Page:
• I saw a one-legged woman on crutches doing her grocery shopping. She nudged the basket with her body because her hands were busy on the crutches. Did the fat scooter people who were riding around buying shitty food feel a little bit lazy?
  • Do people who have obnoxious vanity plates on their car feel like assholes when they are  in a funeral procession?
  • Does Charo’s body ever just want to wear a soft cotton tee shirt and stretchy pants instead of being stuffed into tight, strappy, sequined leather?
  • When are we going to drop this daylight saving time charade?
  • Why is this video (very NSFW) so fucking funny?
  • Do crazy people who live in cabins in the woods go crazy after they get there, or do they arrive like that?
  • What keeps knocking on the side of our house at night just on the other side of the wall behind my desk?

for love, not money

I subscribe to about 50 blogs. The exact number ebbs and flows as people get added and dropped. My reasons for dropping a blog are generally:

  • they start getting preachy about shit I don’t want to be preached to about
  • they’ve received a bit of national press and have been changed by the experience (in a negative way)
  • they turn the blog into a blatant attempt to make money/get a book deal/”monetize”

I’ve watched it happen numerous times. It’s always disappointing.

There’s a guy out in West Texas who initially blogged about off-grid living in the middle of nowhere. His daily posts were an interesting peek into a more simple, if not more difficult, way of life. Then the New York Times came to visit. His posts for the few months after that became a lot more self-congratulatory. (I don’t know how he was able to type with only one hand available.) The NYT story led to a few other stories. The posts were no longer about his lifestyle–they were about his life’s style. He was selling a commodity, wearing a costume, pretending. He became a caricature. I dropped him after a time, and a recent check in on his blog shows that he’s now gone off on a religious zealot/Armageddon tangent. Yeah. I doubt the NYT will be back any time soon.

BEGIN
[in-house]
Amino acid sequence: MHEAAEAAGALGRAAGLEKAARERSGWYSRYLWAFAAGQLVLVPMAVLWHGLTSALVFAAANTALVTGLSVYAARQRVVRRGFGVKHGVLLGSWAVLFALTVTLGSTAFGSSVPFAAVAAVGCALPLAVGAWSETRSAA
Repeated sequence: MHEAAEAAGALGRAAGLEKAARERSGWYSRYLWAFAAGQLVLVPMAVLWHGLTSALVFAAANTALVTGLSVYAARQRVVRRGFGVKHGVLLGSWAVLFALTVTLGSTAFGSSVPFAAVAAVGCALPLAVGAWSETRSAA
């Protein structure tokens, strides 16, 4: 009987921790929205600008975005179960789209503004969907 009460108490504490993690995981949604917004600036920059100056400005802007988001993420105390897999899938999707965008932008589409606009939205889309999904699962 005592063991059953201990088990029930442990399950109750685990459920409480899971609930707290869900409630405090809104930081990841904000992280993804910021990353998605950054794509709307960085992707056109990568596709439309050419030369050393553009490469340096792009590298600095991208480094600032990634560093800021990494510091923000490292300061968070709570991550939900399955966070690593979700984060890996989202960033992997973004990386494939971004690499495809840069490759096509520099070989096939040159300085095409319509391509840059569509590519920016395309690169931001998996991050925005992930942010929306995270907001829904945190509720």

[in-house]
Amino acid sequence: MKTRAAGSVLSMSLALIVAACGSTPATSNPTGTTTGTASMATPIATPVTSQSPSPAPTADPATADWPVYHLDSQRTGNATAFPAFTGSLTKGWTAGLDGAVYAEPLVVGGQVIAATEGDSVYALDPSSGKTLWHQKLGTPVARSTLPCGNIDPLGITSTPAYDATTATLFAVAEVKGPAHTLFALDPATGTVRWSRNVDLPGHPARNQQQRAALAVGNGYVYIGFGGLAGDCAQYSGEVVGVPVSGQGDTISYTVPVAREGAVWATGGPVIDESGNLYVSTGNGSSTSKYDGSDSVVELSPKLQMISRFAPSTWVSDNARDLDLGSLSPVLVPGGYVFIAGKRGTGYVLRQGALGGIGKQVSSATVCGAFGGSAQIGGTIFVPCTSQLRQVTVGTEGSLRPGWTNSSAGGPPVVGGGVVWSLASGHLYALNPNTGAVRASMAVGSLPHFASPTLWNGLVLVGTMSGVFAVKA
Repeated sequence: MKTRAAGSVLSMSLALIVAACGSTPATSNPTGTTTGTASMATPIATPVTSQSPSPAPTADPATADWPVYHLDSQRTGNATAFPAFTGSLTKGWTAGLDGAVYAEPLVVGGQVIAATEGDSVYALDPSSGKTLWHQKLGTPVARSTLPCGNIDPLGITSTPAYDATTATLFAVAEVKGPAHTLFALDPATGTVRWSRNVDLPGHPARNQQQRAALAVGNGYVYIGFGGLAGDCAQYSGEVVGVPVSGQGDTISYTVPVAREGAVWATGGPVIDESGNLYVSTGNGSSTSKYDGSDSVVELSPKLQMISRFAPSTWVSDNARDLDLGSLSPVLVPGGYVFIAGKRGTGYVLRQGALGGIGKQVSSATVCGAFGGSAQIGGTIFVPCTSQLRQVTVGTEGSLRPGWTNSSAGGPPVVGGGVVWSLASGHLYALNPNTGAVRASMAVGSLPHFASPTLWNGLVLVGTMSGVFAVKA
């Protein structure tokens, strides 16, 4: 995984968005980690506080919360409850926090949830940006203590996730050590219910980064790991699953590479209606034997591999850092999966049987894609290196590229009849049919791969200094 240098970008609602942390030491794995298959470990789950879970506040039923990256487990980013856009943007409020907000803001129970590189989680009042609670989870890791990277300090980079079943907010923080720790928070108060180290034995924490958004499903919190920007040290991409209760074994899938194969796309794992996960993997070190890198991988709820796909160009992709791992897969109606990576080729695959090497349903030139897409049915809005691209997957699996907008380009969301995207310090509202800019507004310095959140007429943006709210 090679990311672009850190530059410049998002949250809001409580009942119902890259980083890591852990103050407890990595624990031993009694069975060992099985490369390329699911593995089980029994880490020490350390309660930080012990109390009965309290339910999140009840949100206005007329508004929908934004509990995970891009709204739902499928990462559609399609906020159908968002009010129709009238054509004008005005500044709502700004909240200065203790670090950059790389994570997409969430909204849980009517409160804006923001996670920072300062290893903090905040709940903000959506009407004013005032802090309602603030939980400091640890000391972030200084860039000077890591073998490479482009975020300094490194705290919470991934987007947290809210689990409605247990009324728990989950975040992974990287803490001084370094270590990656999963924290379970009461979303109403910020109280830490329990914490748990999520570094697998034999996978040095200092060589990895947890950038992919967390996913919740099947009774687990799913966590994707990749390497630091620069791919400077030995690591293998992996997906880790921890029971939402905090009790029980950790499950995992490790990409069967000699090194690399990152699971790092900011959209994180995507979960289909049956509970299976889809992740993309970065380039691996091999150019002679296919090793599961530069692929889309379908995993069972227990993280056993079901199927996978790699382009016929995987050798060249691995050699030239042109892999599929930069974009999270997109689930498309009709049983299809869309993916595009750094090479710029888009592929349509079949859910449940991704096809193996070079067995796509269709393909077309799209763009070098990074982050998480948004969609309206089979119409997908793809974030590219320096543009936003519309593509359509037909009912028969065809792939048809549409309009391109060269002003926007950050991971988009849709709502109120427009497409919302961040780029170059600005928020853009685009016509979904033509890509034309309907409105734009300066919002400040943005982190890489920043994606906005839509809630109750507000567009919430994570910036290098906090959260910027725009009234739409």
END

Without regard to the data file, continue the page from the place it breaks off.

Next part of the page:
I’ve grappled with how to manage content for this blog, and I understand having conflicting emotions about how to do it over the long haul. For a while, I was beating myself up for not posting often enough, or not being political enough. But then I realized: I want to write about whatever I want to write about at that moment. Sometimes I want to write about politics. Sometimes farts. Sometimes nothing (hence the occasional week-long silences). Since I’m not selling anything, I don’t have to conform to a theme or a schedule. I can do WHATEVER THE FUCK I WANT. And therein lies freedom.

This blog won’t catch the eye of the NYT, but the good news is: you won’t have to watch me turn into a media-obsessed jackass. (maybe just a regular jackass)

no exit

My first mistake was not going to the gym after work. That’s what I’d planned to do. Had my gym clothes in the trunk and my iPod was fully charged. But when I left the office, I was distracted and got on the freeway instead of heading under it into downtown. As soon as I realized my mistake, it was too late. I was committed. No exit.

So I did what I often do on the drive home–I called my brother. I drive a stick (that’s what she said) and don’t like to tie one of my hands up with phone bidness, so I put in earbuds when I’m rolling.